Last edited by Anatole; 12-09-2018, 03:12 PM.


                "I am a prophet. I bring chaos and unrest to the foolish and wicked. I am no fit prince for Cainites, and I am no fit shepherd for the souls of men."

                Comment


                • #9
                  Originally posted by omenseer View Post
                  What were the issues people had with KotE?
                  It uses of stereotypes and potential racism are the big ones I've seen and the way it tends to mix all Asian societies into one group (like the very name Kuei-jin does). Another issue that often pops up is with the basic concept that Asian souls apparently operate differently from western souls. So the argument is that Kuei-jin should just be a type of Risen, not their own special snowflake type of monster.

                  Comment


                  • #10
                    I ST a kueijin chronicle for a while. It was divided in three parts. First was the transition of Hong Kong to China, based in WoD 1st ed and WOD: Hong Kong, then the Great Leap Outward (the failed Ash Plan), the the last part is still in making which will be the Great Leap Outward (Two Fang Serpent plan) and the Sixth Age.

                    I'm intetested in another perspective fron HK, I'll be checking the site out.

                    - Saga

                    Comment


                    • #11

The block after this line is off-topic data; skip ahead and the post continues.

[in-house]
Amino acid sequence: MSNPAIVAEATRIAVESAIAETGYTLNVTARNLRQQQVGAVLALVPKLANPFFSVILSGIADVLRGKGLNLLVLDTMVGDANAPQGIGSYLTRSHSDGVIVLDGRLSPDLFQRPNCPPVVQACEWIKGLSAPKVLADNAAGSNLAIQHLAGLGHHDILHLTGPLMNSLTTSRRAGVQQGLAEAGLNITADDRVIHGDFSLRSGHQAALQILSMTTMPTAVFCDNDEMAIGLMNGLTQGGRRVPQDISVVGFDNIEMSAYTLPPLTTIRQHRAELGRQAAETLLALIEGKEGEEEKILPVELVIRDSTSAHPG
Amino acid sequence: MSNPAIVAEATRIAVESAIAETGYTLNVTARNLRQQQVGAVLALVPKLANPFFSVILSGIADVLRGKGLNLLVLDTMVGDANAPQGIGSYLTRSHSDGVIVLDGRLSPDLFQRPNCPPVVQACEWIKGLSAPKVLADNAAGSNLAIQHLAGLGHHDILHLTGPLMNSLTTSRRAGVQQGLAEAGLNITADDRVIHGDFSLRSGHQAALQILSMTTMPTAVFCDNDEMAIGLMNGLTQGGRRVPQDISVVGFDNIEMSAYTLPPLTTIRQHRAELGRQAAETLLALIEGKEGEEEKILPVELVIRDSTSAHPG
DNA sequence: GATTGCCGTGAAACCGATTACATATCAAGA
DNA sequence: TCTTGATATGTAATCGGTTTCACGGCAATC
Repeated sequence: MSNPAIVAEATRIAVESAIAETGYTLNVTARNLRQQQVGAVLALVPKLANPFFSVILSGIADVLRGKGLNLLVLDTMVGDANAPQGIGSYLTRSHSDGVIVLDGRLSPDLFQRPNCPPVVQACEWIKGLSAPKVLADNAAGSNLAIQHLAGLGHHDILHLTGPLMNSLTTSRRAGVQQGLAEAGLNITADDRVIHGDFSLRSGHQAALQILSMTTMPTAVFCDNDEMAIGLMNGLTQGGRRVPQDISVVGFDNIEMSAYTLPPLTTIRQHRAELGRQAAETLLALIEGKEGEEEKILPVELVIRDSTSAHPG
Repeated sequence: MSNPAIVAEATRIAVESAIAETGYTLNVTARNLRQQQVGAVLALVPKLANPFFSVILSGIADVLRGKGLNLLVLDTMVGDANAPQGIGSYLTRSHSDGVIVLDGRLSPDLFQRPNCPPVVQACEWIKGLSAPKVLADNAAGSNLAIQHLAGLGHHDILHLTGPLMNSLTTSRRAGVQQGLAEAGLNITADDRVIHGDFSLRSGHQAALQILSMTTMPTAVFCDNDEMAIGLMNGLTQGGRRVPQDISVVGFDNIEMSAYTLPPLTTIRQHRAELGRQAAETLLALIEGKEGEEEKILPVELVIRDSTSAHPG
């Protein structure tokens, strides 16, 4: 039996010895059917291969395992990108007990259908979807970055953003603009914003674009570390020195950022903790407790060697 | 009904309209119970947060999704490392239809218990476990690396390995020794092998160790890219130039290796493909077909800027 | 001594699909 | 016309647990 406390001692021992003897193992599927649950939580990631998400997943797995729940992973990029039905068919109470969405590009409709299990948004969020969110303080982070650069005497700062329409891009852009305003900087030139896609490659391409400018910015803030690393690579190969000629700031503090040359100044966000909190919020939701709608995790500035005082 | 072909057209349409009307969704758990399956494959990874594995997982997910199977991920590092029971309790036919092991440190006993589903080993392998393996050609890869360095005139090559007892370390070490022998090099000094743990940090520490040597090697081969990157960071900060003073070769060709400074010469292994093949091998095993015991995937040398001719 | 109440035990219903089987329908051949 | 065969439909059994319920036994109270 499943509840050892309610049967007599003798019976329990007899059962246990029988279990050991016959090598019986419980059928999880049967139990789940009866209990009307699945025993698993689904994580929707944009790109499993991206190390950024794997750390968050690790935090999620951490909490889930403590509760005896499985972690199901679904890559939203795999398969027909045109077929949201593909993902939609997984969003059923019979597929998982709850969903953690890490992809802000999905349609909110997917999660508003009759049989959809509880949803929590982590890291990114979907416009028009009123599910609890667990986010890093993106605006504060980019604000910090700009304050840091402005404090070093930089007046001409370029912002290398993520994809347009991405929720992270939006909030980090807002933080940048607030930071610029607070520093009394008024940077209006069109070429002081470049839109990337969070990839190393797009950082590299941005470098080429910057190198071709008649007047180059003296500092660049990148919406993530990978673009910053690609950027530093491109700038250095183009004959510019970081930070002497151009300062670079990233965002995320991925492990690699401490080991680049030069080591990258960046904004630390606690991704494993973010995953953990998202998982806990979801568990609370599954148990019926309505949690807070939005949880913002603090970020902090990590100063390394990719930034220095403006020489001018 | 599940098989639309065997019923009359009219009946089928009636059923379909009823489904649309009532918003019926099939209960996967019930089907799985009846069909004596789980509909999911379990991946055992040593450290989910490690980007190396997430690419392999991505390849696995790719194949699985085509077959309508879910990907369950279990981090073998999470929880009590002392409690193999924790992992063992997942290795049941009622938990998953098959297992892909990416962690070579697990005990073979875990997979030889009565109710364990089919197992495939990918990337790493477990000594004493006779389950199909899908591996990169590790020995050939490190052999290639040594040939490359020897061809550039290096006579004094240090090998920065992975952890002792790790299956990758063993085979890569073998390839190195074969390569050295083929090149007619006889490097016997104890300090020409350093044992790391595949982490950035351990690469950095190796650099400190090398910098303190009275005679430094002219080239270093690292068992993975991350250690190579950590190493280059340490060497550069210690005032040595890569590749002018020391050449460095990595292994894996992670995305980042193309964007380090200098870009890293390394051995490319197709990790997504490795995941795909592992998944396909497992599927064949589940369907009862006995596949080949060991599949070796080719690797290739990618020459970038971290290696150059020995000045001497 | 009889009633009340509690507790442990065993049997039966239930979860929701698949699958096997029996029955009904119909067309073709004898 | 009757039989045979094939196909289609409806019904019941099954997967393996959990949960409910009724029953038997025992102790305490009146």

I just read the site. It is really a different way to see the city. The setting section is really great! Good to see how HK is in actuality on triads, politics and society.

                      - Saga

                      Comment


                      • #12
                        Originally posted by Saga View Post
                        I just read the site. It is really a different way to see the city. The setting section is really great! Good to see how HK is in actuality on triads, politics and society.

                        - Saga
                        Thank you! I don't have any editors in real life so I appreciate the feedback.


                        "I am a prophet. I bring chaos and unrest to the foolish and wicked. I am no fit prince for Cainites, and I am no fit shepherd for the souls of men."

                        Comment


                        • #13
                          Anatole, are you planning to do any more writing for the World of Darkness ?
                          Last edited by Muad'Dib; 12-15-2018, 02:12 PM.

                          Comment


                          • #14
                            Originally posted by Muad'Dib View Post
                            Anatole, are you planning to do any more writing for the World of Darkness ?
                            Yes, I am working on projects for V20 and W20 for the Storyteller’s Vault.


                            "I am a prophet. I bring chaos and unrest to the foolish and wicked. I am no fit prince for Cainites, and I am no fit shepherd for the souls of men."

                            Comment

                            Working...
                            X